Since surgery and radiation were life saving treatments, the focus now should be on preventing injury and stress to the affected hand, shoulder and arm to lessen the chance of lymph fluid causing swelling of the arm. Clinically significant lymphedema was confirmed by an increase of at least 200 ml from the preoperative difference between the two arms.
Seventy-one breast cancer treated women with arm lymphedema lasting more than 6 months but less than 2 years were matched to women similarly treated for breast cancer but without arm lymphedema (controls). Patients who underwent SLNB were compared with those who underwent level I and II axillary node dissection. Lymphedema was assessed by arm circumference and measurement of arm volume by water displacement.
The edema and the increased subcutaneous fat are removed via some 30 small incisions along the arm. If you do this, you will obstruct your lymphatic channels and so the massage will not help lymph drainage. Deep breathing is also important to deliver adequate oxygen supplies to the working muscles so that they may work efficiently.
How much you can lift depends on the stage of treatment and most importantly, you previous and present fitness levels. When you exercise the wrapped limb, the muscles and the bandages place a force on the lymphatics that help move fluid out of the arm. Since the shoulder and neck are closely related, it is also important to maintain neck mobility to prevent further complications. If you are a person who has had armpit surgery to test lymph nodes for cancer cells, or if you have received radiation to the armpit, you may want to consider ways to prevent arm swelling.
The preventive protocol for the PG women included preoperative upper limb lymphscintigraphy (LS), principles for lymphedema risk minimization, and early management of this condition when it was identified. The matching factors included axillary node status, time after axillary dissection, and age.
A total of 125 patients were evaluated with 77 patients who underwent SLNB and 48 patients who underwent ALND. Common symptoms of chronic lymphedema are pain, a feeling of heaviness and decreased mobility of the arm. This results in disappearance of pain and feeling of heaviness as well as an increased mobility of the arm. It is important to continuously monitor the limb for swelling or redness, which can be an indication that the exercise was too intense.
Ask your doctor or physical therapist if you have questions about which shoulder exercises are right for you. Assessments at 2 years postoperatively were completed for 89% of the 55 women who were randomly assigned to either PG or CG.
The arm circumference 10 cm above and 10 cm below the olecranon process was measured on both arms. The Medical Outcomes Trust Short-Form 36 Survey was used to measure quality of life before and after the intervention. Forty-six patients (with 49 lymphedematous limbs) underwent lymphoscintigraphy: axillary lymph-node uptake was diminished in 18 (37%), absent in 24 (49%) and normal in 7 limbs (14%). A weight lifting program should be initiated by a therapist who specializes in the treatment of lymphedema. If you have recently undergone a mastectomy accompanied by a breast reconstruction REFER TO YOUR SURGEON FOR INFORMATION REGARDING SHOULDER EXERCISE. Of the 49 women with unilateral breast cancer surgery who were measured at 24 months, 10 (21%) were identified with secondary lymphedema using VOL with an incidence of 8% in PG women and 33% in CG women. In this series a difference in arm circumference greater than 3 cm between the operated and nonoperated side was defined as significant for lymphedema. Among the 43 patients with unilateral lymphedema and lymphoscintigraphy, 28 had epitrochlear node visualization, suggesting a re-routing through the deep lymphatic system, 15 only on the lymphedematous limb and 22 on the contralateral nonlymphedematous limb. These prophylactic strategies appear to reduce the development of secondary lymphedema and alter its progression in comparison to the CG women.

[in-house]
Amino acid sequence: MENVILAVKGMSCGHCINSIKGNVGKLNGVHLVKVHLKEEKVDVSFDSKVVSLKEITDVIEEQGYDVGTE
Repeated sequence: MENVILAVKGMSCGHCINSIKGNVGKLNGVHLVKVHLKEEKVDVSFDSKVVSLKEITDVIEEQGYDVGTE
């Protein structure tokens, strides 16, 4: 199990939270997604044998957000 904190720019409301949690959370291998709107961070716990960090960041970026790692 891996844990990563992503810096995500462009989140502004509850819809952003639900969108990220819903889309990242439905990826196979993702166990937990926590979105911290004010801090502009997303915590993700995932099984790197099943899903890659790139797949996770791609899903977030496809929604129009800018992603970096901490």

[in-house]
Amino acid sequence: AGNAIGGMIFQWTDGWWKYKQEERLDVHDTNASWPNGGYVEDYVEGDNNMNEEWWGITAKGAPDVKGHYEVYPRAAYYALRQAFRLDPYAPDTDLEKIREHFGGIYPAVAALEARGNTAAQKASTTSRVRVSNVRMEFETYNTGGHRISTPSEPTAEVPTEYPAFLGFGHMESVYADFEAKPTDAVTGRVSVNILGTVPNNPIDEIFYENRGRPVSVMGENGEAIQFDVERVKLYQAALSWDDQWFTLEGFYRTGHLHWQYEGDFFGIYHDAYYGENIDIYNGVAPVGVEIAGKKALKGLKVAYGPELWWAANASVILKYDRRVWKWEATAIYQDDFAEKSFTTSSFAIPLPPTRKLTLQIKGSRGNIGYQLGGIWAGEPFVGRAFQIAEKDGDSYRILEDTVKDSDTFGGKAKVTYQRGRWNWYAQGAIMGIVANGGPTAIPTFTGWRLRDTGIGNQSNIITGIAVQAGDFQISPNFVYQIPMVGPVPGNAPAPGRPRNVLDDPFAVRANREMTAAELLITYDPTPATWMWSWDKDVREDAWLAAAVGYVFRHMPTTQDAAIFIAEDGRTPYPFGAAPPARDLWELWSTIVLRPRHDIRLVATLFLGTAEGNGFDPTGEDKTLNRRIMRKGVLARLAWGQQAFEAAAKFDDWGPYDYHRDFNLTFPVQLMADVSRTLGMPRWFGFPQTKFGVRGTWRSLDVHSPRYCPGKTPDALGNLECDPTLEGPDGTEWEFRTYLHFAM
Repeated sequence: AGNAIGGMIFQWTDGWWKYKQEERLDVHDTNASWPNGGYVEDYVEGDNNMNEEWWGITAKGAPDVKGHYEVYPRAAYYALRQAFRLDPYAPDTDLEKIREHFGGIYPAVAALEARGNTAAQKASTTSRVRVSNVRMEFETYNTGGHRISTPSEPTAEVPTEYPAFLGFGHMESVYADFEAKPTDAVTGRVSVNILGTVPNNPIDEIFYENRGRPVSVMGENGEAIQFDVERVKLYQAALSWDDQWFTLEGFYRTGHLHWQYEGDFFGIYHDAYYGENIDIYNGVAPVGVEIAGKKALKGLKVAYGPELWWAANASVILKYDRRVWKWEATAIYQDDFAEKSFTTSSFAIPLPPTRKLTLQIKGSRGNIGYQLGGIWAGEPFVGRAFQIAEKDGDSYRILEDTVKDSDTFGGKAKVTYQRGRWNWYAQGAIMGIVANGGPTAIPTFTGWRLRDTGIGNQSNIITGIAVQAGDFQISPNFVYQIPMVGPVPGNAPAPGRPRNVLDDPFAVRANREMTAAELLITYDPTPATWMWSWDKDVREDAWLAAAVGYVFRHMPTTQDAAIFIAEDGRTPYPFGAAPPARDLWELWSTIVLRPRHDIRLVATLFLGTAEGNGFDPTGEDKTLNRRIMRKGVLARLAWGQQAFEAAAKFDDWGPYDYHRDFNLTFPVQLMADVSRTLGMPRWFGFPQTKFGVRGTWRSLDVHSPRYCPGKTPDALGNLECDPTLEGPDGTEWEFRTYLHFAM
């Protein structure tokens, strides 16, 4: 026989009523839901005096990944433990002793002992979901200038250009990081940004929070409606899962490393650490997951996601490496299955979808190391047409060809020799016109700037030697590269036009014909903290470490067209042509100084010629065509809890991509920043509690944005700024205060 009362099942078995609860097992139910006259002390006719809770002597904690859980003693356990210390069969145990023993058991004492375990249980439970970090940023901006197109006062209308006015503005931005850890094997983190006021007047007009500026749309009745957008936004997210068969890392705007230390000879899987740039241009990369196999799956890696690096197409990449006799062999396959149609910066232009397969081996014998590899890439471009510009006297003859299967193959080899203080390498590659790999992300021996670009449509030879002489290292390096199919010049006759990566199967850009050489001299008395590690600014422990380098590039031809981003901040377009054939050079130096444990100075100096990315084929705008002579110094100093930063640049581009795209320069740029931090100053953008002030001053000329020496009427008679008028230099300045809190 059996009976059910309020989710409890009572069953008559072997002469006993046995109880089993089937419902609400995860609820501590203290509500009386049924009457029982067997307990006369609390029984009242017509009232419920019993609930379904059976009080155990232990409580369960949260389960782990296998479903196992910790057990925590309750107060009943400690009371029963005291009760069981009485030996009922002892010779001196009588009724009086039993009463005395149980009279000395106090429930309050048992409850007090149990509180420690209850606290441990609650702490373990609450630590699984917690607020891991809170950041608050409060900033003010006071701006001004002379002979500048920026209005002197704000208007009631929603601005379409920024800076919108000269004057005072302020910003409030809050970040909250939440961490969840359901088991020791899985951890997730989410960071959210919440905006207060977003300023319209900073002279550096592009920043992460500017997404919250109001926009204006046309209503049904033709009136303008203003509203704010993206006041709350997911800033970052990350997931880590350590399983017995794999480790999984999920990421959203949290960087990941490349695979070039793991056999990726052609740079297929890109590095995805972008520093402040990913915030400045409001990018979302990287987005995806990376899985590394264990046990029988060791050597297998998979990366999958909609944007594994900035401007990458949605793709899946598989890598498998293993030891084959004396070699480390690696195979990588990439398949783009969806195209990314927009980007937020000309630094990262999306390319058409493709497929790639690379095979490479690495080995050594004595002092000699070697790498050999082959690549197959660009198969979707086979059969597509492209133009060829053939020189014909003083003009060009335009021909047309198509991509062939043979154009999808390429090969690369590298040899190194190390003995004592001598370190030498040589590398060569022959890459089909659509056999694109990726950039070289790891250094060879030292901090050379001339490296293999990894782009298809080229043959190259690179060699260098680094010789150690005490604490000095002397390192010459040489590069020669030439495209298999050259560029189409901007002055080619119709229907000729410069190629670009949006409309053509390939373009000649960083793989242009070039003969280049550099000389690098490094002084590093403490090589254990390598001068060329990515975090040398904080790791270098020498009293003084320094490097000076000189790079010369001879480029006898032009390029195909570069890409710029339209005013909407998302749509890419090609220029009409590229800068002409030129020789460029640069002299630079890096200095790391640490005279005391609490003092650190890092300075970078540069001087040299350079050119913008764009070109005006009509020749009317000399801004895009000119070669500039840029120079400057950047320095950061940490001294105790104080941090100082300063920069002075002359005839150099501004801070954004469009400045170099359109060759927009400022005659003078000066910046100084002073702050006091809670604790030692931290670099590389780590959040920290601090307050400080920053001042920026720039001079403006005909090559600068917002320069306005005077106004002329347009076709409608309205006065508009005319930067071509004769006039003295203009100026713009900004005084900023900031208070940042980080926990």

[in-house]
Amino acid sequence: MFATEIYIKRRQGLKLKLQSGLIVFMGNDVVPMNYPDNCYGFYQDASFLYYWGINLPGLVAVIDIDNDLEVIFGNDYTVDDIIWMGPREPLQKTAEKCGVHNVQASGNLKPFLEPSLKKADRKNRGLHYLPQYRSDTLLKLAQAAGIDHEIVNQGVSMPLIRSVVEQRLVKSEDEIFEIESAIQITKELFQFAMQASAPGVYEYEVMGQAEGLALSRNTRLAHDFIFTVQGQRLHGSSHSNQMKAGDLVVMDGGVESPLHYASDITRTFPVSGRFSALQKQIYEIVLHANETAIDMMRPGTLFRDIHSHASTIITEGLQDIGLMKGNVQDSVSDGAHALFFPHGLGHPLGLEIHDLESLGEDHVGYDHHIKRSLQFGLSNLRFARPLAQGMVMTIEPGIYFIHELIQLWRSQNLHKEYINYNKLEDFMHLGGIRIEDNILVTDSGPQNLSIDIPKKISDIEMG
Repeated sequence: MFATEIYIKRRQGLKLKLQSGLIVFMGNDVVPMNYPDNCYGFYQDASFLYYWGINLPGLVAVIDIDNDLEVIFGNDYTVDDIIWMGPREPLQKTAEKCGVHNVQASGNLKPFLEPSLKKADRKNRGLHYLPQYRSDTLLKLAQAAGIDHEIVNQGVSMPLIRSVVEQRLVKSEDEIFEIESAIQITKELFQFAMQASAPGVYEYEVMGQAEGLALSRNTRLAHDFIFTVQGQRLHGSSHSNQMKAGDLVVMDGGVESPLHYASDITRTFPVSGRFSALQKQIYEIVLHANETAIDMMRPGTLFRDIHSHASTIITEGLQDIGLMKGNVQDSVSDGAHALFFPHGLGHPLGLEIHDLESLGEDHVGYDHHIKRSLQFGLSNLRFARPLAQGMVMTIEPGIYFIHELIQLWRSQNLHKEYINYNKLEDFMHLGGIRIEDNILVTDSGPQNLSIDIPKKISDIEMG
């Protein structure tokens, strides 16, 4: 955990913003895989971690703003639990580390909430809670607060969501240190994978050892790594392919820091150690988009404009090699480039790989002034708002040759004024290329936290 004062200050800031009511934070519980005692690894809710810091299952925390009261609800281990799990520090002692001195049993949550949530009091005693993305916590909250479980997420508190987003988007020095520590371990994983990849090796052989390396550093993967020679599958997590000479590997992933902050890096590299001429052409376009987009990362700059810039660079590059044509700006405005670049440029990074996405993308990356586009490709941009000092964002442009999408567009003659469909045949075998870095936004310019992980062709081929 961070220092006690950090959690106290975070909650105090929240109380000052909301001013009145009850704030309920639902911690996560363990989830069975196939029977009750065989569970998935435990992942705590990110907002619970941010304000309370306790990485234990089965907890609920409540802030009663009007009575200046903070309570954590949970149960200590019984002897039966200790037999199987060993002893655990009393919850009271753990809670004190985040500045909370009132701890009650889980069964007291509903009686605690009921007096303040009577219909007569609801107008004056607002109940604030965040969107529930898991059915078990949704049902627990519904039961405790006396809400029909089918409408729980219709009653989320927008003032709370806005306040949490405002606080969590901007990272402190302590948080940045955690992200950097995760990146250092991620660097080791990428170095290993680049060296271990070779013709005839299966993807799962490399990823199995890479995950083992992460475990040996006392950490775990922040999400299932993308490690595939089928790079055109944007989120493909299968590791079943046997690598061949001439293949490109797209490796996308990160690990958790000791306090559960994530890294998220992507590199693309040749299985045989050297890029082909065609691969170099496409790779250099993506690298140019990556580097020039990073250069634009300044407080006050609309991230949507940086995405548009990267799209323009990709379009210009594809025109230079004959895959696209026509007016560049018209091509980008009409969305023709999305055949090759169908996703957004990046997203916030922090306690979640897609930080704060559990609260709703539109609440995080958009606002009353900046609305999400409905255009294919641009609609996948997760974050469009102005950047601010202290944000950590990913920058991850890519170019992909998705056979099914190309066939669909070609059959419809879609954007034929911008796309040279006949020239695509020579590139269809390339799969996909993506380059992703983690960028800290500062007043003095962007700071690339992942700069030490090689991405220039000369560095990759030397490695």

In conclusion, women treated for breast cancer with axillary node dissection with or without adjuvant radiotherapy could maintain their level of physical activity and occupational workload after treatment without an added risk of developing arm lymphedema.
Lymphedema was seen in two of 77 (2.6%) patients in the SLNB group as compared with 13 of 48 (27%) ALND patients. RESULTS: No changes were found in arm circumference or arm volume as a result of the exercise program.
Absolute changes in arm size used as criteria for BCRL are correlated with pre-operative and temporal changes in body size. Low stretch compression bandaging is an effective treatment giving volume reduction of slight or moderate arm lymphedema in women treated for breast cancer. Given the above data patients who underwent sentinel lymph node biopsy show a significantly lower rate of lymphedema than those who had axillary lymph node dissection. Therefore, utilization of absolute volume or circumference change in clinical trials is flawed because specificity depends strongly on patient body size.
This has an important impact on long-term postoperative management of patients with breast cancer. Relative arm volume change is independent of body size and should thus be used as the standard criterion for diagnosis of BCRL.
CONCLUSIONS: Participation in an upper-body exercise program caused no changes in arm circumference or arm volume in women with lymphedema after breast cancer, and they may have experienced an increase in quality of life.